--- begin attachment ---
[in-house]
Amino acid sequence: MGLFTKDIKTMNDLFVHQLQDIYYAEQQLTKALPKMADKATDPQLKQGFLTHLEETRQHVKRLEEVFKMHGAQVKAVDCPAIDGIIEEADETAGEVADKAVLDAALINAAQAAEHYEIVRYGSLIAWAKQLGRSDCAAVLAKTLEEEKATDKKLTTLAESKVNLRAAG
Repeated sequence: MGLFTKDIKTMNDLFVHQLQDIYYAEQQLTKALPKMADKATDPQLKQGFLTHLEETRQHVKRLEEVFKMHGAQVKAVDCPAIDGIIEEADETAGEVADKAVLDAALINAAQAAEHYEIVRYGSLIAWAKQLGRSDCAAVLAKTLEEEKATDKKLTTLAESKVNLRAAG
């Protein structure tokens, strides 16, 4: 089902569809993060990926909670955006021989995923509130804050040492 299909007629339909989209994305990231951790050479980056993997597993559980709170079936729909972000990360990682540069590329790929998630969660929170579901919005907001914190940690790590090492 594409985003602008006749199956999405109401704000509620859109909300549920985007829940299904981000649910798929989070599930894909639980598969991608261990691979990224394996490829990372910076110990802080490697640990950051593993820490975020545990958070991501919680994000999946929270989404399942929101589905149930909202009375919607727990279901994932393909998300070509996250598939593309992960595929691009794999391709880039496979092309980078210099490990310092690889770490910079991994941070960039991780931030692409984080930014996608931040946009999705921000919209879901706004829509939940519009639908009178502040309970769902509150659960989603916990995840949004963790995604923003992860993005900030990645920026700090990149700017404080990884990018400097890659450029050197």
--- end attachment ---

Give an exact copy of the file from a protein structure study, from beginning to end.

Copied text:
[in-house]
Amino acid sequence: MGLFTKDIKTMNDLFVHQLQDIYYAEQQLTKALPKMADKATDPQLKQGFLTHLEETRQHVKRLEEVFKMHGAQVKAVDCPAIDGIIEEADETAGEVADKAVLDAALINAAQAAEHYEIVRYGSLIAWAKQLGRSDCAAVLAKTLEEEKATDKKLTTLAESKVNLRAAG
Repeated sequence: MGLFTKDIKTMNDLFVHQLQDIYYAEQQLTKALPKMADKATDPQLKQGFLTHLEETRQHVKRLEEVFKMHGAQVKAVDCPAIDGIIEEADETAGEVADKAVLDAALINAAQAAEHYEIVRYGSLIAWAKQLGRSDCAAVLAKTLEEEKATDKKLTTLAESKVNLRAAG
């Protein structure tokens, strides 16, 4: 089902569809993060990926909670955006021989995923509130804050040492 299909007629339909989209994305990231951790050479980056993997597993559980709170079936729909972000990360990682540069590329790929998630969660929170579901919005907001914190940690790590090492 594409985003602008006749199956999405109401704000509620859109909300549920985007829940299904981000649910798929989070599930894909639980598969991608261990691979990224394996490829990372910076110990802080490697640990950051593993820490975020545990958070991501919680994000999946929270989404399942929101589905149930909202009375919607727990279901994932393909998300070509996250598939593309992960595929691009794999391709880039496979092309980078210099490990310092690889770490910079991994941070960039991780931030692409984080930014996608931040946009999705921000919209879901706004829509939940519009639908009178502040309970769902509150659960989603916990995840949004963790995604923003992860993005900030990645920026700090990149700017404080990884990018400097890659450029050197």